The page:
Accolade forwind farm work
Berwickshire Housing Association and its partners Community Energy Scotland have been highly commended at the British Renewable Energy Awards for '˜The Fisherman Three' community wind farm near Cockburnspath.
It is the first wind farm in the UK to have been developed by a housing association as a means of funding new homes for social rental.
The British Renewable Energy Awards, held in London on June 15, recognised the achievements of companies and individuals who have contributed significantly in the fields of renewables or clean tech over the past year.
Berwickshire Housing Association and Community Energy Scotland were highly commended in the Community category, which rewards groups or organisations who have been active in developing a renewable energy project in their local area.
The wind farm was launched in March 2017 by Paul Wheelhouse MSP, Minister for Business, Innovation and Energy.
By supplying energy to the National Grid, it will create revenue for BHA of around £20 million over the next 25 years – enough to allow them to build 500 new homes over that period.
Community Energy Scotland will use its £10 million share of the revenue to support communities across the country to develop and benefit from renewable energy projects.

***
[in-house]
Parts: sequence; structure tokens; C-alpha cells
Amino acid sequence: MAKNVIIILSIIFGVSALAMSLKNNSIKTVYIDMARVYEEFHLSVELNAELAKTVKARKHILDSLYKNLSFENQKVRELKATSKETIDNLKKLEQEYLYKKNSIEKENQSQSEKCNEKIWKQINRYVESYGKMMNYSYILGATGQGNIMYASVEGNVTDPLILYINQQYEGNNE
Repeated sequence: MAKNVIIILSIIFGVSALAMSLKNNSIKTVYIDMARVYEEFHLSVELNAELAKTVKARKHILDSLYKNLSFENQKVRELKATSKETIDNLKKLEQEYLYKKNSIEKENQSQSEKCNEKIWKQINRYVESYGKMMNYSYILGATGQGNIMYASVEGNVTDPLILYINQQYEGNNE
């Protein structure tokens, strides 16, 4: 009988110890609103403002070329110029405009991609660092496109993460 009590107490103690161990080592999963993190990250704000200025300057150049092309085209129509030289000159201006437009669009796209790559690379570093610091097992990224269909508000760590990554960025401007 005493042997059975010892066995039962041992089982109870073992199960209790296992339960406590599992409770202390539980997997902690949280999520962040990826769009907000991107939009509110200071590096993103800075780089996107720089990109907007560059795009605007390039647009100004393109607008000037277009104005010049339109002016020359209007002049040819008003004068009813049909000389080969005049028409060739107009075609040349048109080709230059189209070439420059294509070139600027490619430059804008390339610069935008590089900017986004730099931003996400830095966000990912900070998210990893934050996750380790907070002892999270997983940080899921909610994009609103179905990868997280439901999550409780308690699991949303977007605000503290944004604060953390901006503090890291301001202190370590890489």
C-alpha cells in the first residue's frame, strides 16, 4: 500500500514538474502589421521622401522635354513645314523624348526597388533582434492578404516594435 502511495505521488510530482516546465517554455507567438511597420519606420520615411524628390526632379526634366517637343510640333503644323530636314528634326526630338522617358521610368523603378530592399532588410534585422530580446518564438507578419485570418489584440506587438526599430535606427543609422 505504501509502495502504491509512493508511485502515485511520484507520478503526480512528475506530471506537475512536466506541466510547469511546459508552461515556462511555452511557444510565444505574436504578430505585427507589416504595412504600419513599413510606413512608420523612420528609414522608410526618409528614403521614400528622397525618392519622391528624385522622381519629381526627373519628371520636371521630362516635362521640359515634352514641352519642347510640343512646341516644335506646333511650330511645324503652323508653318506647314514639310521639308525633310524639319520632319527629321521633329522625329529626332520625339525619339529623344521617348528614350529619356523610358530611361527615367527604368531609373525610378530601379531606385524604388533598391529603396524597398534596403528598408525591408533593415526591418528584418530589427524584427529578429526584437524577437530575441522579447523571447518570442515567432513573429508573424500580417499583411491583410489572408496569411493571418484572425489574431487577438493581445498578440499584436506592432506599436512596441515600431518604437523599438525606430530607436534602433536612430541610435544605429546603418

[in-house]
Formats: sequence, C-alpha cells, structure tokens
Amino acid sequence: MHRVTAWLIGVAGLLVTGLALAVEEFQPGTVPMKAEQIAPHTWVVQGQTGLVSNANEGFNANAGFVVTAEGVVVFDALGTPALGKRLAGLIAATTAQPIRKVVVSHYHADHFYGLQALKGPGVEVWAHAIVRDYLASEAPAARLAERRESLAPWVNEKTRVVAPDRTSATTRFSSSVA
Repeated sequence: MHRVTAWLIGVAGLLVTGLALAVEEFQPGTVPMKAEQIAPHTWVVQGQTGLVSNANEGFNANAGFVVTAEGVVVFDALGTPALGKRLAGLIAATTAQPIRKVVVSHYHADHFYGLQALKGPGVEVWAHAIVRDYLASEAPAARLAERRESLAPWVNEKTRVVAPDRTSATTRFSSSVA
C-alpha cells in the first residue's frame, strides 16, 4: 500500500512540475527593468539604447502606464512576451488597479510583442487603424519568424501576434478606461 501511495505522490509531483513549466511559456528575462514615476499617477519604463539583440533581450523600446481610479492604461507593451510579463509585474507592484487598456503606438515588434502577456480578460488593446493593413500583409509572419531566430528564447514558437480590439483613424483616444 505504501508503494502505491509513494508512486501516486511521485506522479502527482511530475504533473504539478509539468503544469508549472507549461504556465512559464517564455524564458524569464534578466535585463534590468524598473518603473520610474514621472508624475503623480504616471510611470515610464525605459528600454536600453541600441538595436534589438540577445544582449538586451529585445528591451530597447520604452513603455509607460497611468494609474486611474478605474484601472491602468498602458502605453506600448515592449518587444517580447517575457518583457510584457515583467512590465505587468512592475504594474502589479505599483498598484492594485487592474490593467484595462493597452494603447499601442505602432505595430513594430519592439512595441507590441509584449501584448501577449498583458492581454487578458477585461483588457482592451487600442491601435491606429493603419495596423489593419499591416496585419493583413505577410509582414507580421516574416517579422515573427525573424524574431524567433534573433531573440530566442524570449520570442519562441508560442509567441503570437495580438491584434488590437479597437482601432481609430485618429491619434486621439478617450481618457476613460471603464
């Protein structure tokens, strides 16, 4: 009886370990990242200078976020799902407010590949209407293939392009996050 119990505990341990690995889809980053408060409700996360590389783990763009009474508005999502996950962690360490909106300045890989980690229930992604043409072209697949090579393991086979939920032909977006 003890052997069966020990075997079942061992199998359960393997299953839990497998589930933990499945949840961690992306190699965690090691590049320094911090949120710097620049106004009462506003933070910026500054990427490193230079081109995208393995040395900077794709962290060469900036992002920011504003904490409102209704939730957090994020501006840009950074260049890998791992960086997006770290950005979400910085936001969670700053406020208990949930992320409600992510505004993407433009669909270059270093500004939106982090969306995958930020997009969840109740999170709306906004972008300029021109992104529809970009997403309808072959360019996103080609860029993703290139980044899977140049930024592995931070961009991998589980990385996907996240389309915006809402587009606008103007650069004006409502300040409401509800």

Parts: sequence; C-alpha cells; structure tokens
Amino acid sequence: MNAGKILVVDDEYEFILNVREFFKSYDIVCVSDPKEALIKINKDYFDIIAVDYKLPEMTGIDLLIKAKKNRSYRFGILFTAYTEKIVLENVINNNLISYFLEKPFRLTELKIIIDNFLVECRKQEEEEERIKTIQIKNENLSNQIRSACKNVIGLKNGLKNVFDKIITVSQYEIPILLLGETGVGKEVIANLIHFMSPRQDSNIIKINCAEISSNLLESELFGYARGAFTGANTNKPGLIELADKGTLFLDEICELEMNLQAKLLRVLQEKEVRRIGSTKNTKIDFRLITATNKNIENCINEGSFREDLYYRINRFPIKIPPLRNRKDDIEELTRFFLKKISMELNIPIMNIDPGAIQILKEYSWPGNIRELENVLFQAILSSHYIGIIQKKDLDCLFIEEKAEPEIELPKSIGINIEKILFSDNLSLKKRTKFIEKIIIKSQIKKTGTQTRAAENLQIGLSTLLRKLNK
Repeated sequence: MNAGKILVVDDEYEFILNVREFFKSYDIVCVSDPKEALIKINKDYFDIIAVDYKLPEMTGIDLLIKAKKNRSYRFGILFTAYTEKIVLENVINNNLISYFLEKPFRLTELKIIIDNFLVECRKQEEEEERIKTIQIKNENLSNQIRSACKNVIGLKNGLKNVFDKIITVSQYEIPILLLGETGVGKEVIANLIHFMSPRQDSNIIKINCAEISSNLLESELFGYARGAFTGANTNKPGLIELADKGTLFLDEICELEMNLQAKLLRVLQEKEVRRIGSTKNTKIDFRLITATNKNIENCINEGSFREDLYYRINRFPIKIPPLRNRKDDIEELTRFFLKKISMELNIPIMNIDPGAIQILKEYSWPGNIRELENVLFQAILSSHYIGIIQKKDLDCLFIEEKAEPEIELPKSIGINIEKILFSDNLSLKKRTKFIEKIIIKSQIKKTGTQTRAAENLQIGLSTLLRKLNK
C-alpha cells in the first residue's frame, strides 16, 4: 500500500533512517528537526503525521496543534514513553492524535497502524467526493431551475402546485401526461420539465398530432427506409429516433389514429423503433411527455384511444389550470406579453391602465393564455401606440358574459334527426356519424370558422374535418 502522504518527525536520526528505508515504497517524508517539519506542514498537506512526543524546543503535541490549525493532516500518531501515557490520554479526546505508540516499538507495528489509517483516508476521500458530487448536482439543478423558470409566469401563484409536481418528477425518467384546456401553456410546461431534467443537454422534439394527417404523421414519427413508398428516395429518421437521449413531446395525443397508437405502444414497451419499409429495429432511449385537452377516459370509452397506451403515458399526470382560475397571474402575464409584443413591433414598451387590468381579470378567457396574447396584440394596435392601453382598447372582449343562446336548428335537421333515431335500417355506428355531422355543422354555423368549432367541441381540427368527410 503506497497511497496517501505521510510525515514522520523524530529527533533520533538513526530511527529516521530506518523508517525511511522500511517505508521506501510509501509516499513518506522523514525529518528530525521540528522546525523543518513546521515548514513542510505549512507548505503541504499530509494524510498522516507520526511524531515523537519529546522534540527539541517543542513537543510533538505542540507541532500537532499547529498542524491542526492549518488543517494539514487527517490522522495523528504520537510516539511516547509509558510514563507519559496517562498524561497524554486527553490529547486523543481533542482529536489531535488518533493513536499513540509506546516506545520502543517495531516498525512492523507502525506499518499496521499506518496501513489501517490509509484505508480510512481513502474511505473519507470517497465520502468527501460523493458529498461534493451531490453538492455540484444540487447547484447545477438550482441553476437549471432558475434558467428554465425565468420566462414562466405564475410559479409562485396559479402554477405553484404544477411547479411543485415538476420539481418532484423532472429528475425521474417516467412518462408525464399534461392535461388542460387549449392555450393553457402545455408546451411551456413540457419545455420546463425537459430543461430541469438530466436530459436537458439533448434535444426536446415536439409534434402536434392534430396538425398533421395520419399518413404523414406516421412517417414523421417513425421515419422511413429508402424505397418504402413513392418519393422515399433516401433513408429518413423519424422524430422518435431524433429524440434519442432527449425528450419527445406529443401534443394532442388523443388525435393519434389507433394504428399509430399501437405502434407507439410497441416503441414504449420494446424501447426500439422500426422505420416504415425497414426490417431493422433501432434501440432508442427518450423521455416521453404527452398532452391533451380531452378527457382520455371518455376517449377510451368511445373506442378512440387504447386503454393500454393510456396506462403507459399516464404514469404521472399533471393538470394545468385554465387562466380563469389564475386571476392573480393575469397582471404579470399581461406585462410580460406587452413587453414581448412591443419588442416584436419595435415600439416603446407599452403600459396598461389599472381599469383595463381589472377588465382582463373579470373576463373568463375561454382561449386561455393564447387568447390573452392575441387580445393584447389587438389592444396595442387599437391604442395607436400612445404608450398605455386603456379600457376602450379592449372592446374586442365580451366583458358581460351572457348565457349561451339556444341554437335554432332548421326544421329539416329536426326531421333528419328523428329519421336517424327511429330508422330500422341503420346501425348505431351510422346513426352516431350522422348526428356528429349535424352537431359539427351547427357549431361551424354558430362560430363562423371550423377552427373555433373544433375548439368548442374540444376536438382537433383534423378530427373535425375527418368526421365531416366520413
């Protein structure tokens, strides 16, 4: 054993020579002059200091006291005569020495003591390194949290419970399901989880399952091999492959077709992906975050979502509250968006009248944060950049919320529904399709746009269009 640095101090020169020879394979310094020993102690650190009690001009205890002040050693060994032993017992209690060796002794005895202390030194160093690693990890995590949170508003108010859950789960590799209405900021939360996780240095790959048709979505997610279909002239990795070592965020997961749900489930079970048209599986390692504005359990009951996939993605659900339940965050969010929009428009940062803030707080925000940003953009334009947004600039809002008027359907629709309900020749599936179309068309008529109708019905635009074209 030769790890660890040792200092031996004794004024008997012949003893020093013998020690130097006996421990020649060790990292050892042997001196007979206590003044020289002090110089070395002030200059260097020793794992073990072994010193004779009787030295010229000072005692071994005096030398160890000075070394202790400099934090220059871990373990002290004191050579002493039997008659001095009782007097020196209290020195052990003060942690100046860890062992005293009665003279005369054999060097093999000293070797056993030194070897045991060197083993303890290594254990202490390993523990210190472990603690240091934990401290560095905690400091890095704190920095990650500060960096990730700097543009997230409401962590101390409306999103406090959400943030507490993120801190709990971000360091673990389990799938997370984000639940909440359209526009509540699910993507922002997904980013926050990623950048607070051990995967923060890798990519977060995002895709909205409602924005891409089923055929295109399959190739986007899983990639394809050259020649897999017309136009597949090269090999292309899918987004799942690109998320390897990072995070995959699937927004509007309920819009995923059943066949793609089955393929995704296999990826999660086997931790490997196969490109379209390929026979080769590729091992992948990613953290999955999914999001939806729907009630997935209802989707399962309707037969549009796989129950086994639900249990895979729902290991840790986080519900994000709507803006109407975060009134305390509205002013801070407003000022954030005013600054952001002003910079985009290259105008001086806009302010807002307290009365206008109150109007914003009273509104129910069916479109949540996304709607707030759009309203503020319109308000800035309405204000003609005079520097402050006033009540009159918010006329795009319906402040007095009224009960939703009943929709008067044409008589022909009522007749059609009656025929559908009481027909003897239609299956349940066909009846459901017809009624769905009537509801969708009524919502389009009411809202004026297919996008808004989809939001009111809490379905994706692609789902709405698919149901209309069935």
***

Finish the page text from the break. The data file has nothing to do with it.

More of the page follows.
The scheme has an installed capacity of 7.5MW and will export just under 25 million kilowatt-hours each year - enough energy to power around 5,900 households. As wind power is one of the most established and cost-effective forms of renewable energy generation, Fishermen Three will also save 12,000 tonnes of carbon dioxide emissions each year, helping play a small but significant part in the global fight against climate change.
Helen Forsyth, chief executive of Berwickshire Housing Association said: “Renewable energy is something that is extremely important to us at BHA – it is part of the ethos and attitude of the organisation - so I’m really delighted to have been highly commended at these prestigious awards.
“Innovation is something else that is close to our hearts. The idea for the wind farm came about because we needed to keep building new homes for social rental at a time when funding through traditional channels was in decline. Some outside-the-box thinking eventually led to our wind farm, which will provide us with a steady, predictable source of income to allow us to build much-needed new homes, and has the added bonus of reducing carbon emissions. The windfarm is not our only application of renewable energy; we are also in the process of fitting 700 of our homes with PV solar panels.”
Nicholas Gubbins, chief executive of Community Energy Scotland said: “It’s great news that this unique project has been recognised at a national level. Now that the wind farm is up and running, we look forward to many years of sustainable and reliable income to support the core aims of our charities. We hope that The Fisherman Three will inspire other community groups and housing associations to take forward their own renewable energy projects. We expect to make our first community benefit payment to local groups in March next year, and it will be very rewarding to see these funds being invested into local projects and initiatives to help improve the lives of residents in the area.”